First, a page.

On 14 April 2022, Volterra Fietta hosted the virtual seminar “Claiming the unclaimed: the limits of the continental shelf beyond 200 nm”.
The continental shelf is the largest maritime area within a State’s national jurisdiction. It is an area of increasing importance, commercially and otherwise. States have sole rights to drilling, fishing and mining on continental shelf within their jurisdiction. Upon submission to the UN Commission on the Limits of the Continental Shelf (the “CLCS”), States may be entitled to extend those rights to the outer edges of the continental shelf, beyond 200 nm. However, this process of claiming rights to an extended continental shelf before the CLCS is complex and technical, often entailing years of preparing, delivering and defending submissions. And, where States’ maritime areas overlap, entitlement to and delimitation of the outer edges of the continental shelf is subject to significant controversy.
This seminar addressed the various technical and legal issues related to establishing an extended continental shelf and the process of submissions to the CLCS.
Our distinguished panel of speakers were:
Peter Croker, Director and Principal at The M Horizon (UK) Ltd. Mr Croker is the former Chair of the CLCS. He advises governments and assists international law firms on technical maritime issues in cases before the International Court of Justice. Mr Croker has more than 35 years of experience in the oil and gas business. Previously, Mr Croker held the role of Senior Geophysicist at the Petroleum Exploration Division of Ireland’s Department of the Environment, Climate and Communications, which monitors and regulates petroleum exploration activity offshore and onshore in Ireland.
Professor Bjørn Kunoy, Professor of Public International Law at the University of Faroe Islands. Professor Kunoy teaches public international law and law of the sea at the University of the Faroe Islands. He is also a regular speaker in international symposiums on law of the sea related matters. He is on the list of conciliators and arbitrators under UNCLOS Annexes V and VII. Professor Kunoy has also acted as agent and counsel in interstate arbitration and has advised a number of States on treaty interpretative matters and law of the sea related questions and has been appointed Head of Delegation in proceedings with the Commission on the Limits of the Continental Shelf.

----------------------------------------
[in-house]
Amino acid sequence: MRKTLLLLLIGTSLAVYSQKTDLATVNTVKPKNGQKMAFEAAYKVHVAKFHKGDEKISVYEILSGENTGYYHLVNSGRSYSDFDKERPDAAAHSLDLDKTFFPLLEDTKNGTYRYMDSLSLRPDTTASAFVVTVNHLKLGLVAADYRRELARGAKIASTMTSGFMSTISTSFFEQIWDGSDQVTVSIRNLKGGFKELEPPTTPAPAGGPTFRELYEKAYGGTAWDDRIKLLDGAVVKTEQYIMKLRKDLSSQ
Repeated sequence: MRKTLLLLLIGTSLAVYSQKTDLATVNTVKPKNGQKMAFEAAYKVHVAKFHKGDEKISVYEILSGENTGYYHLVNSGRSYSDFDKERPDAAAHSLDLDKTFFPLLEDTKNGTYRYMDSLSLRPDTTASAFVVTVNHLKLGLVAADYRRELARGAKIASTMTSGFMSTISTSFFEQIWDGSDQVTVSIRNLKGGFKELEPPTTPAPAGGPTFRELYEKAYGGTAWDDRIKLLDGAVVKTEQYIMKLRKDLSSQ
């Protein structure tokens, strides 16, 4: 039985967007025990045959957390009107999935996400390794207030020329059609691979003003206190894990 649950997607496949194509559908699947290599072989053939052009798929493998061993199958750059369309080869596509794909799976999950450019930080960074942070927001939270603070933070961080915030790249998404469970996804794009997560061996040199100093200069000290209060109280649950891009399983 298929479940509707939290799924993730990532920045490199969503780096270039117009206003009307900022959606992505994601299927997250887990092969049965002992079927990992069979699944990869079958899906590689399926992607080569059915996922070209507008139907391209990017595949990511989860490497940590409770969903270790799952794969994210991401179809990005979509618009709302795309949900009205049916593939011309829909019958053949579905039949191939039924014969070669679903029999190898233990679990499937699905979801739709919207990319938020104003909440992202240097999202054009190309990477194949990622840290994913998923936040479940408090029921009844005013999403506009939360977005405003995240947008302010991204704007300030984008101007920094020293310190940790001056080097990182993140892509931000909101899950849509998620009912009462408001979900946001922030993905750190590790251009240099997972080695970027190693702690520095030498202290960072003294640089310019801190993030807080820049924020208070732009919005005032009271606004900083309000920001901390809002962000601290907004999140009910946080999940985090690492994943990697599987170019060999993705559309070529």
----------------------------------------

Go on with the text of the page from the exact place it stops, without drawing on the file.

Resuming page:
Dr Lindsay Parson, Managing Director at Maritime Zone Solutions. Dr Parson is a marine geologist with more than 30 years of experience in technical issues arising out of the law of the sea, including the United Nations Convention on the Law of the Sea. Dr Parson provides advisory and technical services to governments, organisations and institutes in connection with their maritime space and resource base. He was a permanent member and technical lead of the UK delegation submitting and defending submissions to the CLCS. Prior to that, he was the UK Member and UN Chair of the International Seabed Authority’s Legal and Technical Commission
Florentine Vos, Associate at Volterra Fietta. Ms Vos advises States, international organisations and private clients on issues of public international law and international dispute settlement, including before the International Court of Justice and in investor-State arbitration. Her expertise covers a wide array of public international law topics, including the law on the sea, such as dispute resolution under UNCLOS and maritime boundary delimitation.
This event was moderated by Robert Volterra. Mr Volterra is Partner at Volterra Fietta and Visiting Professor of Law at University College London. He advises and represents governments, international organisations and private clients on a wide range of public international law issues, including the law of the sea. Mr Volterra regularly acts as co‑agent, counsel and advocate before the International Court of Justice and ad hoc international arbitration tribunals, including under the UNCLOS rules. Mr Volterra is on the UK Attorney General’s A-list for public international law practitioners. He has advised and represented States on complex and technical maritime boundary delimitation issues, in both contentious and non-contentious matters.